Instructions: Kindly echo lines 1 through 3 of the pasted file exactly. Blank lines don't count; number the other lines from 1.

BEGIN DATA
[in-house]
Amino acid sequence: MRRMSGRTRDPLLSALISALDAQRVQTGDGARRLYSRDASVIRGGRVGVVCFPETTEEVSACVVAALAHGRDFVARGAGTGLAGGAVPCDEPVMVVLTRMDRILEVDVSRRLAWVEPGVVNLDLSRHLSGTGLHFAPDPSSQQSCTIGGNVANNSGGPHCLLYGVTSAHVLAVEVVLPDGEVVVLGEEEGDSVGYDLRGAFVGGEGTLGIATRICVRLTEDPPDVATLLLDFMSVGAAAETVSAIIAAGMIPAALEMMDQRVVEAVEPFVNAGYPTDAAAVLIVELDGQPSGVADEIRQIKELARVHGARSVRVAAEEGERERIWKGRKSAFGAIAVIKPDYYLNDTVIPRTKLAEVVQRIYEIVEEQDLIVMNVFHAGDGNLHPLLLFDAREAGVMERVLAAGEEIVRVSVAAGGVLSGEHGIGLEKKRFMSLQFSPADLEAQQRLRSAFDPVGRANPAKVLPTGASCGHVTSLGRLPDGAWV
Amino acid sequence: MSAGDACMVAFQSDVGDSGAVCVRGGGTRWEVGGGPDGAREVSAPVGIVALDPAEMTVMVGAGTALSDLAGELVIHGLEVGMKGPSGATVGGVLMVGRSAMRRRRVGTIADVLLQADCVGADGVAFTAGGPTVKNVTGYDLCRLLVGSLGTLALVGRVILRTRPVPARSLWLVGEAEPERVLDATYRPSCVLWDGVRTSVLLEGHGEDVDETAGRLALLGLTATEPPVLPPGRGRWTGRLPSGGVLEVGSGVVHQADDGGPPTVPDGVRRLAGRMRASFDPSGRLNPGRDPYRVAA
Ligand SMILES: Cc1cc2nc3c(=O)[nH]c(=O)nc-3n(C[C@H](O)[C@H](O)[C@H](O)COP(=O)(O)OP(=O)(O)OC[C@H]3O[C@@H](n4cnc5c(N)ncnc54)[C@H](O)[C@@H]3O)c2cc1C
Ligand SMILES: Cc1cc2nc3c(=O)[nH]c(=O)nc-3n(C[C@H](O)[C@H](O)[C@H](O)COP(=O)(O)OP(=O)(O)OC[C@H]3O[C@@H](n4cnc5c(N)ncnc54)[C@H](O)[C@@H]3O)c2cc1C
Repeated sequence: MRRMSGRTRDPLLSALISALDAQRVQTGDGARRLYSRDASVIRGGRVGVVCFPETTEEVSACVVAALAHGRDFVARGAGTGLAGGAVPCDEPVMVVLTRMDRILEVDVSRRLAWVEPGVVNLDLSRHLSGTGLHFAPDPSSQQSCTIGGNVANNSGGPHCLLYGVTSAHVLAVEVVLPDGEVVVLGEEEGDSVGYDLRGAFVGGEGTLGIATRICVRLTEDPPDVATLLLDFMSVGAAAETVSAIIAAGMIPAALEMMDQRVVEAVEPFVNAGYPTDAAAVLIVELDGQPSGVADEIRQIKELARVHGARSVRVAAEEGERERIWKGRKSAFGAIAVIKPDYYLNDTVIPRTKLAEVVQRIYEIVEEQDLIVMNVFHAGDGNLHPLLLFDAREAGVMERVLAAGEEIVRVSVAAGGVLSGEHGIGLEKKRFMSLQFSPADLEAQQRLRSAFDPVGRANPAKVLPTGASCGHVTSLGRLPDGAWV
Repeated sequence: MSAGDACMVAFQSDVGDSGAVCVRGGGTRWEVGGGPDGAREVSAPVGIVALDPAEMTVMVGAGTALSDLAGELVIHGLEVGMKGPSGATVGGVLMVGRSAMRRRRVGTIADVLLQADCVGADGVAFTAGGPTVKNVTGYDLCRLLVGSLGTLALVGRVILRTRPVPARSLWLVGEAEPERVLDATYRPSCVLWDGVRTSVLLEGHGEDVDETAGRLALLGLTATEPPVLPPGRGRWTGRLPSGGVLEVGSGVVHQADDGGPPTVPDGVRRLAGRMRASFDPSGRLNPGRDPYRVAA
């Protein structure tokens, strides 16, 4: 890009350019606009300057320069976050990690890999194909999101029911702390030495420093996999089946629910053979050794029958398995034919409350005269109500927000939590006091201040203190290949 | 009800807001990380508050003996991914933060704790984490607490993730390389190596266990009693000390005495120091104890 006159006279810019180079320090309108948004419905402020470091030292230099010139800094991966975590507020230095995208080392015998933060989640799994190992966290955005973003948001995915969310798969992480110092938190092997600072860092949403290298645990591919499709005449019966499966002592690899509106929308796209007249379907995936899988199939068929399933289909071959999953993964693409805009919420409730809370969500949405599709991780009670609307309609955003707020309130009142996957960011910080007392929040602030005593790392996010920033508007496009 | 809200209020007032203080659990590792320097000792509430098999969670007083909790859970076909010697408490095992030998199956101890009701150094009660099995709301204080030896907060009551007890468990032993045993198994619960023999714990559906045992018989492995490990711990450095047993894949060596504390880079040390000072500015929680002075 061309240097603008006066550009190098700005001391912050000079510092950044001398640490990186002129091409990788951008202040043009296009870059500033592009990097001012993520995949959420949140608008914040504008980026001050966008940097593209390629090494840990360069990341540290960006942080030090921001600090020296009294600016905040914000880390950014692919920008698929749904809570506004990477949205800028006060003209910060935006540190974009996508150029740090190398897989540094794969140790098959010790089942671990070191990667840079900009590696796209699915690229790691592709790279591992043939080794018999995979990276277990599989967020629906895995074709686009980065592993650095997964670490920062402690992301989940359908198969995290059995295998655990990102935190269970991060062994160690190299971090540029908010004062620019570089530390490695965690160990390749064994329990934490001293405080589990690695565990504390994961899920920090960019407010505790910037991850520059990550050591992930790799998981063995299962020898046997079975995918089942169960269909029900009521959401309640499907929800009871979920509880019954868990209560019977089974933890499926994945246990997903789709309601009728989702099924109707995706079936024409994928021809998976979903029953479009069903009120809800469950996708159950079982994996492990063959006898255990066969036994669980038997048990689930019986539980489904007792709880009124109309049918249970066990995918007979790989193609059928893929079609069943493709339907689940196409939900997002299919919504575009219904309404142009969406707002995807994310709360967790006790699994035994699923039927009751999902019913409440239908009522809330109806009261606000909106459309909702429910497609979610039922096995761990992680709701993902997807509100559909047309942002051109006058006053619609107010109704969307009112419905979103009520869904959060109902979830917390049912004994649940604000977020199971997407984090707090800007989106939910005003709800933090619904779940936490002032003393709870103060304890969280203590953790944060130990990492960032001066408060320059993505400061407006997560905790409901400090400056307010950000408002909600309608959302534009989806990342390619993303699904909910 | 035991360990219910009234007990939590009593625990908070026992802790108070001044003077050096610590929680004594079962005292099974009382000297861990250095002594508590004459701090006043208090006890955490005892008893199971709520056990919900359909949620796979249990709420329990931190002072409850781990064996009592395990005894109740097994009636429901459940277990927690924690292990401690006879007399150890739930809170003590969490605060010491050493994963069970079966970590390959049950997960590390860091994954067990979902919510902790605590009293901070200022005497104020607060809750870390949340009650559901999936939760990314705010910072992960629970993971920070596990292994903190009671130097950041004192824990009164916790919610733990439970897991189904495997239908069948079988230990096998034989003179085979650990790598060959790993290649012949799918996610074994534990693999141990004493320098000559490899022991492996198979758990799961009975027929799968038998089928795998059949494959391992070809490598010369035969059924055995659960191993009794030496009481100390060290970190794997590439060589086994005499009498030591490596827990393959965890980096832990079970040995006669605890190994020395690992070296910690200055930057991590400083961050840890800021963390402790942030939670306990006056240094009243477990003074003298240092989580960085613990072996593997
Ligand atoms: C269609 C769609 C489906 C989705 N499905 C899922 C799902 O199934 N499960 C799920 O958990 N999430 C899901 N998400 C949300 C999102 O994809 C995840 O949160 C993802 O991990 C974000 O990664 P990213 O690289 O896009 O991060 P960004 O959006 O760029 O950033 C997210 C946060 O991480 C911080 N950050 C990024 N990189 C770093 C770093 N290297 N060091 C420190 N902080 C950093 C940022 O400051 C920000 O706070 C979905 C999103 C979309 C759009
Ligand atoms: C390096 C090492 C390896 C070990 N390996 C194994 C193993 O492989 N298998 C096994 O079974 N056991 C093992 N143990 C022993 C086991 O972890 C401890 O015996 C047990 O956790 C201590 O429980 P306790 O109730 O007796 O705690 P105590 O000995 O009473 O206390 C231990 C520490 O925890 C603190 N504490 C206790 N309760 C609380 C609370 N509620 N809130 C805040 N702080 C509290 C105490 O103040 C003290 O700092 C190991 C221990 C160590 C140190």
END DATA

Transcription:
[in-house]
Amino acid sequence: MRRMSGRTRDPLLSALISALDAQRVQTGDGARRLYSRDASVIRGGRVGVVCFPETTEEVSACVVAALAHGRDFVARGAGTGLAGGAVPCDEPVMVVLTRMDRILEVDVSRRLAWVEPGVVNLDLSRHLSGTGLHFAPDPSSQQSCTIGGNVANNSGGPHCLLYGVTSAHVLAVEVVLPDGEVVVLGEEEGDSVGYDLRGAFVGGEGTLGIATRICVRLTEDPPDVATLLLDFMSVGAAAETVSAIIAAGMIPAALEMMDQRVVEAVEPFVNAGYPTDAAAVLIVELDGQPSGVADEIRQIKELARVHGARSVRVAAEEGERERIWKGRKSAFGAIAVIKPDYYLNDTVIPRTKLAEVVQRIYEIVEEQDLIVMNVFHAGDGNLHPLLLFDAREAGVMERVLAAGEEIVRVSVAAGGVLSGEHGIGLEKKRFMSLQFSPADLEAQQRLRSAFDPVGRANPAKVLPTGASCGHVTSLGRLPDGAWV
Amino acid sequence: MSAGDACMVAFQSDVGDSGAVCVRGGGTRWEVGGGPDGAREVSAPVGIVALDPAEMTVMVGAGTALSDLAGELVIHGLEVGMKGPSGATVGGVLMVGRSAMRRRRVGTIADVLLQADCVGADGVAFTAGGPTVKNVTGYDLCRLLVGSLGTLALVGRVILRTRPVPARSLWLVGEAEPERVLDATYRPSCVLWDGVRTSVLLEGHGEDVDETAGRLALLGLTATEPPVLPPGRGRWTGRLPSGGVLEVGSGVVHQADDGGPPTVPDGVRRLAGRMRASFDPSGRLNPGRDPYRVAA